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British Doubles 
Percy GRAINGER (1882-1961)
Lincolnshire Posy (1937) [14:21]
Andrew DOWNES (b. 1950)
Sonata for Two Pianos, The Lord Will a Refuge for the Oppressed, a Refuge in Times of Trouble (Ps9 v9), op.40 (1987) [17:08]
Malcolm ARNOLD (1921-2006)
Ragtime (1940) [3:42]
Robert RAMSKILL (b. 1950)
Three Bagatelles (2004) [13.19]
Peter Noke and Julian Hellaby (pianos)
rec. January 2006, Lancaster University. DDD
Experience Classicsonline

Percy Grainger’s Lincolnshire Posy is one of his masterpieces. Written originally for wind band, and arranged shortly afterwards for two pianos, the six movements are more than arrangements of English folksongs. They seem to be free fantasias, moving where the musical fancy took the composer. The colourfulness of the band version is missing in this arrangement, but the textures are clearer. It’s like drinking a glass of water as opposed to vintage port. Unfortunately, the sheer scale of the final two pieces -
Lord Melborne: War Song and The Lost Lady Found: Dance Song – is lost. If you can clear your memory of the Eastman Wind and the London Wind Ensemble’s performances then there’s no problem. Grainger did himself a slight disservice by making this arrangement because of this miscalculation – one of the very few he ever made, it must be said. 

After this, the major portion of the programme is rather less interesting. 

Downes’s Sonata takes to the Old Testament for its starting point. It’s a serious piece commissioned by the International Society for Russian Jewry. The outer sections of the first movement are lovely but the middle section, punctuated by loud repeated chords in the bass, is somewhat banal – we’ve heard it before. The notes tell us that the movement ends with a return to the pathos of the opening theme. Simplicity would be a better and more honest word, because it is this very simplicity which makes the slower music so good. The middle, slow, movement is interrupted twice by faster music but I don’t really feel a progression from start to finish. The finale is described as jubilant – rather heavy handed jubilation – then comes a section of sinister foreboding. I might have enjoyed the work more had I not bothered with the notes. Overall, I find little growth in the music, and no real purpose. Give me more of the contemplative music from the first movement; there was really interesting stuff which could be worked upon.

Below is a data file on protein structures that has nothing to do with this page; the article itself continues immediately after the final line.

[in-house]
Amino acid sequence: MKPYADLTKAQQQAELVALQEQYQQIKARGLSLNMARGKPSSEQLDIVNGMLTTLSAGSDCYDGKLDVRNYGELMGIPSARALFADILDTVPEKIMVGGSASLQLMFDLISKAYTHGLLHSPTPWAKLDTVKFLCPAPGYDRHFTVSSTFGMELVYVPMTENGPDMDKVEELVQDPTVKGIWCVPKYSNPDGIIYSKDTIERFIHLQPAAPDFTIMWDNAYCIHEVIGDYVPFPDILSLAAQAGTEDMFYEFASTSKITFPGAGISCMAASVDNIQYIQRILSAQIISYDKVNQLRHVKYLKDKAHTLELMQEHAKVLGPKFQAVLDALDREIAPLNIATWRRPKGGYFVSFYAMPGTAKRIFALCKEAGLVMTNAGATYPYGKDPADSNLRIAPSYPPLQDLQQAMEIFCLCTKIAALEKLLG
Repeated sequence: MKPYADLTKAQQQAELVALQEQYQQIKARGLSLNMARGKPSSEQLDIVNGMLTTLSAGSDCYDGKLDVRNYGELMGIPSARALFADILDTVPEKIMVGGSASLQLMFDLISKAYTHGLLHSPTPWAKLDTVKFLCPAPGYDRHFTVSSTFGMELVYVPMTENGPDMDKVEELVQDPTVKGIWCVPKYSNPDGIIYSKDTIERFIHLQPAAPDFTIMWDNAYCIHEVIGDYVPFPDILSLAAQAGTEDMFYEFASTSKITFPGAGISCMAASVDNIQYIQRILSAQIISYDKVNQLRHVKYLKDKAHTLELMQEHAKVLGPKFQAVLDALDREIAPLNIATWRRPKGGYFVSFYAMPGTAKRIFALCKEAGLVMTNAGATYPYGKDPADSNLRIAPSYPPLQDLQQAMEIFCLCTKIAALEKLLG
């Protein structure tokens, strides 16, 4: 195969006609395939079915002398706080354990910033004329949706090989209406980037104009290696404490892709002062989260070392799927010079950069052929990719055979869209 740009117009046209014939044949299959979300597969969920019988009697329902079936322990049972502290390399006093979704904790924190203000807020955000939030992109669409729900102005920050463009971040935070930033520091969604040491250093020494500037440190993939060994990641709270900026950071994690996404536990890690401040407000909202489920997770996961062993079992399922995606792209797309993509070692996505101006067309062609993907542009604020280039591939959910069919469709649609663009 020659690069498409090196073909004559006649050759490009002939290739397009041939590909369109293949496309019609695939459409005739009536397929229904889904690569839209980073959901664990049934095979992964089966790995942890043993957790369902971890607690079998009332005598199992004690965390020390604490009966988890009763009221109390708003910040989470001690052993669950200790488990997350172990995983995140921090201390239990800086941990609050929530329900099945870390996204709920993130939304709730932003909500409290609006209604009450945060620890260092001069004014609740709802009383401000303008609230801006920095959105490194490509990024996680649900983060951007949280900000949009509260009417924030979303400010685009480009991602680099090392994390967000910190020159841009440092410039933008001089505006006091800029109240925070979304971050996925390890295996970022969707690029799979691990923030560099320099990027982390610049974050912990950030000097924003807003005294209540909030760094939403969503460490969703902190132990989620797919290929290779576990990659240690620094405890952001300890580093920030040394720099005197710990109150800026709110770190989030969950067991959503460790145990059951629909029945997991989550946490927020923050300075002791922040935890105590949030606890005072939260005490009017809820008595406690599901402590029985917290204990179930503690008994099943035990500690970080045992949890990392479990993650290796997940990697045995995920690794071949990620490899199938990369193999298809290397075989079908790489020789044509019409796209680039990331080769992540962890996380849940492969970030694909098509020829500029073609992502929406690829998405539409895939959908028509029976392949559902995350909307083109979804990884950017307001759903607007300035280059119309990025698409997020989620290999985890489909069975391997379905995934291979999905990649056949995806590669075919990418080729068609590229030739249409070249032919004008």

The disk ends with Ramskill’s Bagatelles. These are three small jazzy pieces much in the manner of Constant Lambert’s Trois pièces nègres pour les touches blanches but lacking that work’s easy and laid back communication. These are pleasant enough, and they won’t scare the horses, but neither this nor the Downes leaves me wanting to hear any more of these composer’s works. 

Between Downes and Ramskill comes Malcolm Arnold’s raucous Ragtime - written when he was 19 years old - which shows exactly how to marry classical and jazzy languages with consummate ease. 

All in all, this disk is a bit of a mixed blessing, half of it being well worth repeated hearings, and the performances are very good and committed. The recorded sound is a bit tinny but the ear quickly adjusts to this.

Bob Briggs




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